Ah! That’s it. If you deflate a balloon, it becomes softer and squishier. If you reduce the milli-osmoles, the extra poisons your kidneys have to pee out every day – the concentration gradient – by drinking more water, you have deflated your vascular tree, your balloon. 

Can you prove this? Yes! Emphatically. It’s not even subtle. That’s what Dr. Chan published in the American Jr of Epidemiology in 2002. From the Adventist Study out of Loma Linda, she found that folks who drank 5 glasses of water a day versus those who drank 2 glasses of water had about HALF the cardiac mortality. ( RR of. 0.46 for men, 0.59 for women). That’s huge. Guess what happens if you substitute milk, or juice, or tea? No improvement. Has to be water. Pure, clean, water. Why? Simple. Water has no milli-osmoles in it. (aka other ingredients you then have to excrete against a gradient.). Come on! “Make it easier for me!” say your kidneys. Liquids that are composed of ingredients turn into more ingredients that have to be excreted. Water. Delicious, pure, clean water. No ingredients. That’s what works. 

Can I put a tiny squirt of raspberry flavor in there? Would that work? You tell me. What’s your blood pressure?

WWW: What will work for me? I’ve tried extra glasses of water. Sure enough, I have to urinate more. My blood pressure is tiptoeing along the edge of normal so I would like a little better. I tried doing what the Israeli army insists for its soldiers – when in combat in the hot desert, drink ahead of time to stay ahead of dehydration. I was in the yard this weekend and I kept ahead of thirst by setting extra water out on the deck I could get to. For now, each day at breakfast I’m drinking one full extra, tall glass of water. Just that. The literature says three more so I’m thinking about replacing one of my big mugs of tea with just pure water.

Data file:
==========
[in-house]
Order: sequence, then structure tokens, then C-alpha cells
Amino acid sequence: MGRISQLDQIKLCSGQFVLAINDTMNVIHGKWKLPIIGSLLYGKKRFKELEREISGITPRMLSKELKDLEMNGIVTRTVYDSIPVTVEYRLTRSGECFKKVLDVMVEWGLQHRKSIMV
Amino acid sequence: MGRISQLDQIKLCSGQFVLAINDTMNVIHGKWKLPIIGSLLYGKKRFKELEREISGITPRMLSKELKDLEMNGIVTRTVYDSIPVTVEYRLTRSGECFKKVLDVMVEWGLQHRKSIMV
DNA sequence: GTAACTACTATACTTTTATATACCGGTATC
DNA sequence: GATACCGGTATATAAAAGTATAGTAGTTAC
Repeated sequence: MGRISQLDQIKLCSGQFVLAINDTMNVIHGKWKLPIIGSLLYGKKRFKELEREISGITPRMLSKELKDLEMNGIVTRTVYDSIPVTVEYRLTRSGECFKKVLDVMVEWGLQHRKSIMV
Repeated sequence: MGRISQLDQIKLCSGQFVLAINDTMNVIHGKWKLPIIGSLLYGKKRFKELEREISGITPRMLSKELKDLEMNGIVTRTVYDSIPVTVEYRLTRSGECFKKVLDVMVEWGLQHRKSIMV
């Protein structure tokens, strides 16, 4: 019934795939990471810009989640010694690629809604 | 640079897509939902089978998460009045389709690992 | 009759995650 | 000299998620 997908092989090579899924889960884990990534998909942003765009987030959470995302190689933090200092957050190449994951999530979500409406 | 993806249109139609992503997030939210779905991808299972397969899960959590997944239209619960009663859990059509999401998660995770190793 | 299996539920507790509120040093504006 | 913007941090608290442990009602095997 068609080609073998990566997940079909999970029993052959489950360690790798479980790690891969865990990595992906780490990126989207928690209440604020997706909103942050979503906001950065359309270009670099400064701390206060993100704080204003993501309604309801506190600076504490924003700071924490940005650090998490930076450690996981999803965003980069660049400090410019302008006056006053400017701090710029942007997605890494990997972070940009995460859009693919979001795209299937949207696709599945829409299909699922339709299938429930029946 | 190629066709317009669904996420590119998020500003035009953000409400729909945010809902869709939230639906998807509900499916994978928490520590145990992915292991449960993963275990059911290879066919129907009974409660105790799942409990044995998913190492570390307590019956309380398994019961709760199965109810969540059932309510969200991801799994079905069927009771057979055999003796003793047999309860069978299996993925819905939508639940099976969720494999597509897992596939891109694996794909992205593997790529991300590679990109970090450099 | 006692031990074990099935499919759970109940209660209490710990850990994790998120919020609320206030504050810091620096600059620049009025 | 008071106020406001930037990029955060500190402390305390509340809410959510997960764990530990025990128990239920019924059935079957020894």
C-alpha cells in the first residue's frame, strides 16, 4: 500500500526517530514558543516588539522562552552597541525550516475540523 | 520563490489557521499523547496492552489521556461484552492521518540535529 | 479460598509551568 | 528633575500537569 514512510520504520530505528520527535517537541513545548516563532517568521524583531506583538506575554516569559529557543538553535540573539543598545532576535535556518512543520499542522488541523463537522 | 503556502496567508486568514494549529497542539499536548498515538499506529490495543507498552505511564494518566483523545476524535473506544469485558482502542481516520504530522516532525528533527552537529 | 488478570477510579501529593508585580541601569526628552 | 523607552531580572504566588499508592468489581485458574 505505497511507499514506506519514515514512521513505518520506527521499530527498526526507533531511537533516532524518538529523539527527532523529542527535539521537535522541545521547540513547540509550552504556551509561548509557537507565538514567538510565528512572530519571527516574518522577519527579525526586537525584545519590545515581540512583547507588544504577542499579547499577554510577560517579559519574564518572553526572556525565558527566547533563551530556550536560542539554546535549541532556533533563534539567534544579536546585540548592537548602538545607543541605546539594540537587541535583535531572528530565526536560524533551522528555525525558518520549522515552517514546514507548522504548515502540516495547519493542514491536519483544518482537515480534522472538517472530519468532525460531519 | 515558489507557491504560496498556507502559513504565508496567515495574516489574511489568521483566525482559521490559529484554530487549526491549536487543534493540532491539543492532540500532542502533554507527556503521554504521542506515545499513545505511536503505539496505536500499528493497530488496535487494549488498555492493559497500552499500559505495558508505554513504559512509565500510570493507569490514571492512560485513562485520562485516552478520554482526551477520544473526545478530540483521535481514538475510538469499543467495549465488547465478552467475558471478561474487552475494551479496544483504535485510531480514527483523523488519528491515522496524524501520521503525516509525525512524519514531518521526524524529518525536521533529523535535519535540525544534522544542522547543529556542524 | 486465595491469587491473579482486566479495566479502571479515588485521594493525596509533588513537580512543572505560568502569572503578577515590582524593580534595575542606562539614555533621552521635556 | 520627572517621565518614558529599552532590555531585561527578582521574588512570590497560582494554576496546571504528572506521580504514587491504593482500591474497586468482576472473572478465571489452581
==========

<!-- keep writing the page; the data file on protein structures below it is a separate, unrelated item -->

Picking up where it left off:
Pop Quiz

1 Drinking how many glasses of water a day extra does it take to
reduce heart disease 50%?            Answer: 50%
2 Can I drink 5 glasses of milk or tea? Answer: No, if you get all your
liquids from anything but water, no benefit.
3 What hormone does your body put out when you are dehydrated?
Answer: ADH or anti-diuretic hormone
4 25% of the population is vulnerable to getting CIRS if they are
triggered. In their case, 70% of them get dysregulation of their ADH. What happens to them? Answer: they are peeing all day long.
Anything over 10 times a day means they likely have CIRS. (Then, if
they ache, are sore, tired and have brain fog, they definitely do.)
5 Folks with high blood pressure have more sticky blood, filled with
more ingredients than folks without high blood pressure. T or F.
Answer: True.

Take a NAP and lower your Blood Pressure

References: Science DailyAmerican College of Cardiology MeetingsAlzheimer’s Assoc 2018,